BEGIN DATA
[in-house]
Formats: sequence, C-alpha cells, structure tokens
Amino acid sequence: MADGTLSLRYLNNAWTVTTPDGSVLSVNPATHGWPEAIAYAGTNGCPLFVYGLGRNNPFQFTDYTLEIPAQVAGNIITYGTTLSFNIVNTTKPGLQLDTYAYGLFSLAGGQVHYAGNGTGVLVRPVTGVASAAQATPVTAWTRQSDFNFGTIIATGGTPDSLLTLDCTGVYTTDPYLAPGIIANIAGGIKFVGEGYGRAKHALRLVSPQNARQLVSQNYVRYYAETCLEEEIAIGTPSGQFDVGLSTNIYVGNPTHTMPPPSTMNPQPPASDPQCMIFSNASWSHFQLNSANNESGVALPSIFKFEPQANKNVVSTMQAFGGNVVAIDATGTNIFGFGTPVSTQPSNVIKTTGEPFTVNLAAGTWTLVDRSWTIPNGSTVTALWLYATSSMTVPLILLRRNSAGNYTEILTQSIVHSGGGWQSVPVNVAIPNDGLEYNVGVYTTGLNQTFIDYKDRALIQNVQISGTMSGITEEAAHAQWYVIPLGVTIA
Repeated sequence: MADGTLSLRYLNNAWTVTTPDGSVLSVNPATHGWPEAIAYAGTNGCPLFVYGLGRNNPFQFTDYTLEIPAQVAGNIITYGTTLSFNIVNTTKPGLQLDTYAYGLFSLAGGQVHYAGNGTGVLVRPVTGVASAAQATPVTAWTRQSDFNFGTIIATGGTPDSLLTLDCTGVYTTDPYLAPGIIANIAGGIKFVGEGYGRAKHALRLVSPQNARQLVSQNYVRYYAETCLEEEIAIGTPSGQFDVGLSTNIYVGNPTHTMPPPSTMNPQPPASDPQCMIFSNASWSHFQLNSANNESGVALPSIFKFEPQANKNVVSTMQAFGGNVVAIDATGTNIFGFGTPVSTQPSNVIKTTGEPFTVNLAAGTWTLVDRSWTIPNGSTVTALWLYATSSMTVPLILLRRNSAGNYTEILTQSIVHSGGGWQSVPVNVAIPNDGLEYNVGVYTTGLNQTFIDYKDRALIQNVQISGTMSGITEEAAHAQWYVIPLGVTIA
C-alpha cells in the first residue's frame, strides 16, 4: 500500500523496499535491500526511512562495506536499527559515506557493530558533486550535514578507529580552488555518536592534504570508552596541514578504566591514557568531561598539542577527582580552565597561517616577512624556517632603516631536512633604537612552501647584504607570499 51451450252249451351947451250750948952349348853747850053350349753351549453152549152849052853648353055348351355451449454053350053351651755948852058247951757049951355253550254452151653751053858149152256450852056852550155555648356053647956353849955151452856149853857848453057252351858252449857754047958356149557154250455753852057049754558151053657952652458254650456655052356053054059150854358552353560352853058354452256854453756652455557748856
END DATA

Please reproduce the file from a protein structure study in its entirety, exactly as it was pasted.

[in-house]
Formats: sequence, C-alpha cells, structure tokens
Amino acid sequence: MADGTLSLRYLNNAWTVTTPDGSVLSVNPATHGWPEAIAYAGTNGCPLFVYGLGRNNPFQFTDYTLEIPAQVAGNIITYGTTLSFNIVNTTKPGLQLDTYAYGLFSLAGGQVHYAGNGTGVLVRPVTGVASAAQATPVTAWTRQSDFNFGTIIATGGTPDSLLTLDCTGVYTTDPYLAPGIIANIAGGIKFVGEGYGRAKHALRLVSPQNARQLVSQNYVRYYAETCLEEEIAIGTPSGQFDVGLSTNIYVGNPTHTMPPPSTMNPQPPASDPQCMIFSNASWSHFQLNSANNESGVALPSIFKFEPQANKNVVSTMQAFGGNVVAIDATGTNIFGFGTPVSTQPSNVIKTTGEPFTVNLAAGTWTLVDRSWTIPNGSTVTALWLYATSSMTVPLILLRRNSAGNYTEILTQSIVHSGGGWQSVPVNVAIPNDGLEYNVGVYTTGLNQTFIDYKDRALIQNVQISGTMSGITEEAAHAQWYVIPLGVTIA
Repeated sequence: MADGTLSLRYLNNAWTVTTPDGSVLSVNPATHGWPEAIAYAGTNGCPLFVYGLGRNNPFQFTDYTLEIPAQVAGNIITYGTTLSFNIVNTTKPGLQLDTYAYGLFSLAGGQVHYAGNGTGVLVRPVTGVASAAQATPVTAWTRQSDFNFGTIIATGGTPDSLLTLDCTGVYTTDPYLAPGIIANIAGGIKFVGEGYGRAKHALRLVSPQNARQLVSQNYVRYYAETCLEEEIAIGTPSGQFDVGLSTNIYVGNPTHTMPPPSTMNPQPPASDPQCMIFSNASWSHFQLNSANNESGVALPSIFKFEPQANKNVVSTMQAFGGNVVAIDATGTNIFGFGTPVSTQPSNVIKTTGEPFTVNLAAGTWTLVDRSWTIPNGSTVTALWLYATSSMTVPLILLRRNSAGNYTEILTQSIVHSGGGWQSVPVNVAIPNDGLEYNVGVYTTGLNQTFIDYKDRALIQNVQISGTMSGITEEAAHAQWYVIPLGVTIA
C-alpha cells in the first residue's frame, strides 16, 4: 500500500523496499535491500526511512562495506536499527559515506557493530558533486550535514578507529580552488555518536592534504570508552596541514578504566591514557568531561598539542577527582580552565597561517616577512624556517632603516631536512633604537612552501647584504607570499 51451450252249451351947451250750948952349348853747850053350349753351549453152549152849052853648353055348351355451449454053350053351651755948852058247951757049951355253550254452151653751053858149152256450852056852550155555648356053647956353849955151452856149853857848453057252351858252449857754047958356149557154250455753852057049754558151053657952652458254650456655052356053054059150854358552353560352853058354452256854453756652455557748856